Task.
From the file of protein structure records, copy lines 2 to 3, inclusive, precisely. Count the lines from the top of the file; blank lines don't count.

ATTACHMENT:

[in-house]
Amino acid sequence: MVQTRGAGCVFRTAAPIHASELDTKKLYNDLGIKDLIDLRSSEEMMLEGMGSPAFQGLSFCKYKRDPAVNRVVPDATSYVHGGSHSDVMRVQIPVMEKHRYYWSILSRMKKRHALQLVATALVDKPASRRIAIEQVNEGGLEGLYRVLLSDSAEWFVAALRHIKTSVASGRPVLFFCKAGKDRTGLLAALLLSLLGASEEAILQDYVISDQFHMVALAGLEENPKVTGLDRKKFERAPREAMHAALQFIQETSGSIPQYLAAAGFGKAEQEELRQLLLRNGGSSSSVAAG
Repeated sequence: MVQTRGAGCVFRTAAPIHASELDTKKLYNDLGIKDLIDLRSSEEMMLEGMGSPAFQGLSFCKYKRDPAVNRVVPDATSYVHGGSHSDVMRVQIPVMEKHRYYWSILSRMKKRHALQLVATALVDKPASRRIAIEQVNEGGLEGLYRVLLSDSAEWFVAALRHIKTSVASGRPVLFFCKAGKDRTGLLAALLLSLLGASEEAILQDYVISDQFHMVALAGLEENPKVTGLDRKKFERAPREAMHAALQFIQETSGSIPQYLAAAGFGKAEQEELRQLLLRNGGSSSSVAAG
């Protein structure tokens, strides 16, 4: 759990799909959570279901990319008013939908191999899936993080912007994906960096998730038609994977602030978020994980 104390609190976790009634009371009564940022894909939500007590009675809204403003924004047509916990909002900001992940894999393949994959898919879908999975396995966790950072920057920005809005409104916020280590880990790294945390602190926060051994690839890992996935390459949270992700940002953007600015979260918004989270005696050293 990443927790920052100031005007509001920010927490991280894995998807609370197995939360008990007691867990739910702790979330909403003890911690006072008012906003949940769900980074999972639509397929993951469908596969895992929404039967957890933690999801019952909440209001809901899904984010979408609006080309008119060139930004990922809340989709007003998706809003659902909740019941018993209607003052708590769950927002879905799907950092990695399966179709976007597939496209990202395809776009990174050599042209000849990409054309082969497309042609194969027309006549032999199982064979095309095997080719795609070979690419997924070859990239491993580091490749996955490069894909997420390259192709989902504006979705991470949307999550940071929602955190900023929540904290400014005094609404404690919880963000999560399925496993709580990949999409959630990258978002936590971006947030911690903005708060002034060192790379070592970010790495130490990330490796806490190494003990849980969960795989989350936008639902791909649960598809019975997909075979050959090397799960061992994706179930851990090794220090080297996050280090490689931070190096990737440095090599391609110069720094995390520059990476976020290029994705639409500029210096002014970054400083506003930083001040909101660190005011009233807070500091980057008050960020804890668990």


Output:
Amino acid sequence: MVQTRGAGCVFRTAAPIHASELDTKKLYNDLGIKDLIDLRSSEEMMLEGMGSPAFQGLSFCKYKRDPAVNRVVPDATSYVHGGSHSDVMRVQIPVMEKHRYYWSILSRMKKRHALQLVATALVDKPASRRIAIEQVNEGGLEGLYRVLLSDSAEWFVAALRHIKTSVASGRPVLFFCKAGKDRTGLLAALLLSLLGASEEAILQDYVISDQFHMVALAGLEENPKVTGLDRKKFERAPREAMHAALQFIQETSGSIPQYLAAAGFGKAEQEELRQLLLRNGGSSSSVAAG
Repeated sequence: MVQTRGAGCVFRTAAPIHASELDTKKLYNDLGIKDLIDLRSSEEMMLEGMGSPAFQGLSFCKYKRDPAVNRVVPDATSYVHGGSHSDVMRVQIPVMEKHRYYWSILSRMKKRHALQLVATALVDKPASRRIAIEQVNEGGLEGLYRVLLSDSAEWFVAALRHIKTSVASGRPVLFFCKAGKDRTGLLAALLLSLLGASEEAILQDYVISDQFHMVALAGLEENPKVTGLDRKKFERAPREAMHAALQFIQETSGSIPQYLAAAGFGKAEQEELRQLLLRNGGSSSSVAAG